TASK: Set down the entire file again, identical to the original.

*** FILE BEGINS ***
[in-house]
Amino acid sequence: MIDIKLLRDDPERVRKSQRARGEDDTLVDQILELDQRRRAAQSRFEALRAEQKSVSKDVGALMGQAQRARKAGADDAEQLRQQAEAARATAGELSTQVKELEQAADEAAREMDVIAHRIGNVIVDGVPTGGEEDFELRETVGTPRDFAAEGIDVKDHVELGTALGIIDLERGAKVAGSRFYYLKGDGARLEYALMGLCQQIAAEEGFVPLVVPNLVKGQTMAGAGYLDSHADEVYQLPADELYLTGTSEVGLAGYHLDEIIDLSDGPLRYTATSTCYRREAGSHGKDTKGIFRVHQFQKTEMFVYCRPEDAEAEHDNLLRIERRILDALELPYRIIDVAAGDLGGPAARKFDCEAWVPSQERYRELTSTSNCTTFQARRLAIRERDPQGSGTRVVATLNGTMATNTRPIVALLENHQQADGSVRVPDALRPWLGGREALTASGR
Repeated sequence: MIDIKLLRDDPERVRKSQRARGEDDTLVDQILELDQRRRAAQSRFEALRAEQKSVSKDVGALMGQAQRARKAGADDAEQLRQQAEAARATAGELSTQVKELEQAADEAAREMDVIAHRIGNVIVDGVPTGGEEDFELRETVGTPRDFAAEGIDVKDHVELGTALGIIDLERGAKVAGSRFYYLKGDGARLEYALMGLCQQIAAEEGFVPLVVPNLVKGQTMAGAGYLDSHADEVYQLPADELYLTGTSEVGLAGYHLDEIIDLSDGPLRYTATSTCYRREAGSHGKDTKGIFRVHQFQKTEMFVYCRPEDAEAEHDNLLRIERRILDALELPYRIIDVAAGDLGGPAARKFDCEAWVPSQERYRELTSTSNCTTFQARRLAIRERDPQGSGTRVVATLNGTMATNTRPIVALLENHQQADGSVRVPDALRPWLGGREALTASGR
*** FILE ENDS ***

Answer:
[in-house]
Amino acid sequence: MIDIKLLRDDPERVRKSQRARGEDDTLVDQILELDQRRRAAQSRFEALRAEQKSVSKDVGALMGQAQRARKAGADDAEQLRQQAEAARATAGELSTQVKELEQAADEAAREMDVIAHRIGNVIVDGVPTGGEEDFELRETVGTPRDFAAEGIDVKDHVELGTALGIIDLERGAKVAGSRFYYLKGDGARLEYALMGLCQQIAAEEGFVPLVVPNLVKGQTMAGAGYLDSHADEVYQLPADELYLTGTSEVGLAGYHLDEIIDLSDGPLRYTATSTCYRREAGSHGKDTKGIFRVHQFQKTEMFVYCRPEDAEAEHDNLLRIERRILDALELPYRIIDVAAGDLGGPAARKFDCEAWVPSQERYRELTSTSNCTTFQARRLAIRERDPQGSGTRVVATLNGTMATNTRPIVALLENHQQADGSVRVPDALRPWLGGREALTASGR
Repeated sequence: MIDIKLLRDDPERVRKSQRARGEDDTLVDQILELDQRRRAAQSRFEALRAEQKSVSKDVGALMGQAQRARKAGADDAEQLRQQAEAARATAGELSTQVKELEQAADEAAREMDVIAHRIGNVIVDGVPTGGEEDFELRETVGTPRDFAAEGIDVKDHVELGTALGIIDLERGAKVAGSRFYYLKGDGARLEYALMGLCQQIAAEEGFVPLVVPNLVKGQTMAGAGYLDSHADEVYQLPADELYLTGTSEVGLAGYHLDEIIDLSDGPLRYTATSTCYRREAGSHGKDTKGIFRVHQFQKTEMFVYCRPEDAEAEHDNLLRIERRILDALELPYRIIDVAAGDLGGPAARKFDCEAWVPSQERYRELTSTSNCTTFQARRLAIRERDPQGSGTRVVATLNGTMATNTRPIVALLENHQQADGSVRVPDALRPWLGGREALTASGR